There isn’t much left to discuss about the upcoming Avocado features 🙂 the beta is going well (thank you everyone for your support and feedback!) and we are getting closer to the release. It took – as usual – a little bit more than anticipated but we’re sure you are going to love it!
New decimation algorithm
We have always suggested to use our photoconsistency filter or the retopology filter in order to decimate a mesh. While those methods are still very valid and especially the photoconsistency helps keeping the most details. However we understand sometimes it’s hard to use such methods, which is why we have now developed a new decimation algorithm for those cases when you simply want to reach a specific polygon count. Our previous decimation algorithm wasn’t very optimized and would often lose details compared to the new one.
Lets see a few comparison:
Raw mesh output from Zephyr (3,746,018 triangles, left side, 3.702) versus the old decimation method (23,830 triangles, right side, 3DF Zephyr 3.702)
Raw mesh output from Zephyr (3,746,018 triangles, left side, 3.702) versus the new decimation method (23,830 triangles, right side, 3DF Zephyr Avocado)
The difference is even more outstanding by comparing directly the old decimation method (left) with the new decimation method (right)
Densify and enhance mesh
Polycount alone is never a good heuristic to understand the quality of a 3D reconstruction. However, there are some specific workflows where it is necessary to obtain very dense mesh in order to generate displacement maps or for similar post processing techniques. If you are wondering why on Earth you may need such a high polygon count, then you most likely do not need this feature and can happily skip this paragraph 🙂
With Avocado, a new additional step after the textured mesh generation, called “enhance mesh” is available in the workflow menu: this is not a photogrammetry process but rather a post processing that can lead to what is commonly known as fake detail (for example, a drawback is that tattoos gets heavily carved in human bodies as well as plain text gets carved in papers, etc).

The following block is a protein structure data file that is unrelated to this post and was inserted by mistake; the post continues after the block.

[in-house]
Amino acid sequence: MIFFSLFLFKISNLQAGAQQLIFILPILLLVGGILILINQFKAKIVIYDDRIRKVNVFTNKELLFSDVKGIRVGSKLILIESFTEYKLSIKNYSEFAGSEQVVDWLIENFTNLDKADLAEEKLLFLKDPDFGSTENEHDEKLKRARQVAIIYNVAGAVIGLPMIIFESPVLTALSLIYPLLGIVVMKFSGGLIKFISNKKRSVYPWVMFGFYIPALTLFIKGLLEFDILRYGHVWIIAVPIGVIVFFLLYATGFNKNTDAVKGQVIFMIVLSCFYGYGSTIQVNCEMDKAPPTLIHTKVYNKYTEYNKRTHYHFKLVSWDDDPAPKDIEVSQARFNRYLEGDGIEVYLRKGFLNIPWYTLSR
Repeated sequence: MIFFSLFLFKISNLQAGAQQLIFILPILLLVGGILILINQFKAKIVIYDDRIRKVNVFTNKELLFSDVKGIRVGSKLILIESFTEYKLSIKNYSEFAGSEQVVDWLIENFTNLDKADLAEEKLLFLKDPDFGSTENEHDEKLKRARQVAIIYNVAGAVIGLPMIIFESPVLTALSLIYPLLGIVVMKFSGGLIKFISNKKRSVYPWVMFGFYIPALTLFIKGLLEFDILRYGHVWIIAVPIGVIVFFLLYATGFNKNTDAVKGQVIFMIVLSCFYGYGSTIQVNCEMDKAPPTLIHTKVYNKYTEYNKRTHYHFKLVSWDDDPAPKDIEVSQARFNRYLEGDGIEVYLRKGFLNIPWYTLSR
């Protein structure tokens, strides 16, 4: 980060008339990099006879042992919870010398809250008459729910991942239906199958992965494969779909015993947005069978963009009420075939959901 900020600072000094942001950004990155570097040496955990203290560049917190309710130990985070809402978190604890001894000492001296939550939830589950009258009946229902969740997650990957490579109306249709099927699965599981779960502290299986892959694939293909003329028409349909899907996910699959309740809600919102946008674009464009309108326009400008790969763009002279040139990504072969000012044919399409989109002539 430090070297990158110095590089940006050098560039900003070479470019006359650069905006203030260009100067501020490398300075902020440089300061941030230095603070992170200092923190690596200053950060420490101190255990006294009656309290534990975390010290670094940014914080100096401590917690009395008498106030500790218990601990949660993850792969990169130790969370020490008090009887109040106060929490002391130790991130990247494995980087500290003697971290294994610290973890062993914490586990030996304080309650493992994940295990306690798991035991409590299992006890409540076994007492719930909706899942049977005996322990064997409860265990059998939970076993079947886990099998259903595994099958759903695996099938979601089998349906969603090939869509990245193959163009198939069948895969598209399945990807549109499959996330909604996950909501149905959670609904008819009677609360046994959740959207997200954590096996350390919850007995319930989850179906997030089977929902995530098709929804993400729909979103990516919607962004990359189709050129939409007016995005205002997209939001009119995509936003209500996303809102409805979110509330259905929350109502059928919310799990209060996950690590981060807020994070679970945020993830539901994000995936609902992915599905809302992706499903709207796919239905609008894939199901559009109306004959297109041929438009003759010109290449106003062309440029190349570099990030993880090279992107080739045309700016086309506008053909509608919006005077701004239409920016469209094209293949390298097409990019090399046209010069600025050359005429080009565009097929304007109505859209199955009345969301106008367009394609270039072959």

This process is not aimed to engineering, science and survey users of 3DF Zephyr or any other field where accuracy is important. Although it is more prone to high frequency noise, this densification process to many millions (or in very niche workflows, even billions) polygon can be useful sometime.
Below a simple example from a 35 photos dataset that has been enhanced from 2 million triangles to almost 100 millions: on the left, the raw textured mesh and on the right, the enhanced textured mesh from Avocado. In this case, the enhanced method wasn’t very helpful as all it did was extract more noise.
However in some cases, for example when there are a very low amount of camera that see the same point, this feature may extract “fake” detail that is actually noticeable (albeit some additional noise). This is a similar example (31 images) enhanced from 370.000 triangles (left) to 4 million triangles (right).
As a final note, the high frequency gain is not mandatory (as it is controlled by a parameter from 0% to 100%) so eventually, this feature can be used simply to densify a mesh or a textured mesh to an arbitrary polycount if desired (the other densify tool already available in Zephyr works differently and is capped to 50M points)
FlowEngine and FlowEngine Free announcement
|Last week we have attended the ISPRS TC II Symposium 2018 in Riva del Garda.
During our talk (available below with not-so-good-audio™) we have annonuced our new C++ photogrammetry SDK, FlowEngine.
This fully-featured photogrammetry SDK shares the same technology that powers 3DF Zephyr and is also available in a Free Edition for non commercial use.
An overview landing page can be found over https://www.3dflowengine.com/
FlowEngine SDK is currently in BETA and requires 3DF Zephyr BETA to open its generated .3dk files – email us if you wish to download FlowEngine beta!